In honor of National Library Week, I want to show some love for the libraries that have been important to me.
We moved around a lot when I was very young. Our neighborhood, our home, our school…these were always changing. What remained constant in our lives was our interior landscape. No matter where we were, we would always be surrounded by shelves crammed full of my dad’s treasure – the books that he couldn’t be parted with. Books were always a priority, so the other constant in our lives was that wherever we moved, one of the first places my dad would take us would be the public library.
I remember the feeling of joy and relief to see so many books when my dad took us to the local branch of the public library system in Arlington, Virginia. We had recently moved there from a postage stamp sized town in Pennsylvania, where the public library was housed in a minuscule house. I remember being worried that I would run out of books to read; if we had lived there much longer, I certainly would have. There was no shortage of books in the libraries in Arlington. Every week my brother and I would stagger out of the library under the weight of a grotesquely large mountain of books.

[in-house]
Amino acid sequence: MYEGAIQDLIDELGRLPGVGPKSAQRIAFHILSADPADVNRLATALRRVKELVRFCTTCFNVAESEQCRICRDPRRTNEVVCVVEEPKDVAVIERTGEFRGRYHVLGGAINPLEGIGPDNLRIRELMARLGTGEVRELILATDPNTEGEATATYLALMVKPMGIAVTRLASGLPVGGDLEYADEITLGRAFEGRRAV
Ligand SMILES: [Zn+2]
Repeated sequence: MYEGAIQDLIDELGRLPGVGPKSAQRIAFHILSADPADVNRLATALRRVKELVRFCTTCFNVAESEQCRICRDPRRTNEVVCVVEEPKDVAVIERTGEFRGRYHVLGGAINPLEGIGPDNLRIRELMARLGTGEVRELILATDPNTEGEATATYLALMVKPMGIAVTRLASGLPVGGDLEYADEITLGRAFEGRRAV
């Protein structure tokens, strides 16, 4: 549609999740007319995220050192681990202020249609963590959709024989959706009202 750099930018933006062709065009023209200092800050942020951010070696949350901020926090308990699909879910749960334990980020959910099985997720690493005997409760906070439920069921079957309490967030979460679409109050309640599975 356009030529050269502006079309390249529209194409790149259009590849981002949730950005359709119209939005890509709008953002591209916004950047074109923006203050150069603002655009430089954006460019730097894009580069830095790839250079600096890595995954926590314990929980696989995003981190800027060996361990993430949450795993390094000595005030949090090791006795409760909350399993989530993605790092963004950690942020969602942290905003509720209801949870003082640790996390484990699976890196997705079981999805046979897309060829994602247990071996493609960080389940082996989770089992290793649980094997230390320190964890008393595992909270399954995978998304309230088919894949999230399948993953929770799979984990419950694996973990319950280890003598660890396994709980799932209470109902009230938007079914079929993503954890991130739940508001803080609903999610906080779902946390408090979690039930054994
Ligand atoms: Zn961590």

I’ll always have a soft spot in my heart for the Library of Congress. My husband and I spent our first year of marriage doing research there side by side. My husband had not yet gotten a permanent teaching position and I was still in the very early stages of working on my dissertation. Our life was unsettled, but spending our days at the library made us feel like we were moving forward, even though we were really just treading water. It gave a comfortable and quiet rhythm to our days.
Years later in Cranbury, New Jersey, where we lived when the terrible events of 9/11 took place, I found solace at the public library. I would take my little son there every day and sometimes twice a day. Whenever we showed up, the white-haired librarians would come running to see my toddler. When they realized I was pregnant with my second child, they were reproachful. “You’re going to make him grow up too fast,” they told me as they put their arms around their beloved pet as if to shelter him from his monstrous and overly fertile mother.
What I checked out that year probably did nothing to endear me to them. I had never had trouble sleeping before, but all that year, the only way I could fall asleep would be to listen to books on tape. I discovered murder mysteries that year. I would listen to them all night long to banish the horrible images in my head. At the end of those stories, there was always a reckoning where good would triumph over evil. I got through that year with a lot of help from Dorothy Sayers and P.D. James.
Of the many libraries in my life, the one I have loved most of all is Crozet Library. When we moved to the western part of Charlottesville, I discovered this library, located in this teeny tiny, adorable little train depot:
I spent many happy hours there with my children when they were very young and I was staying at home with them.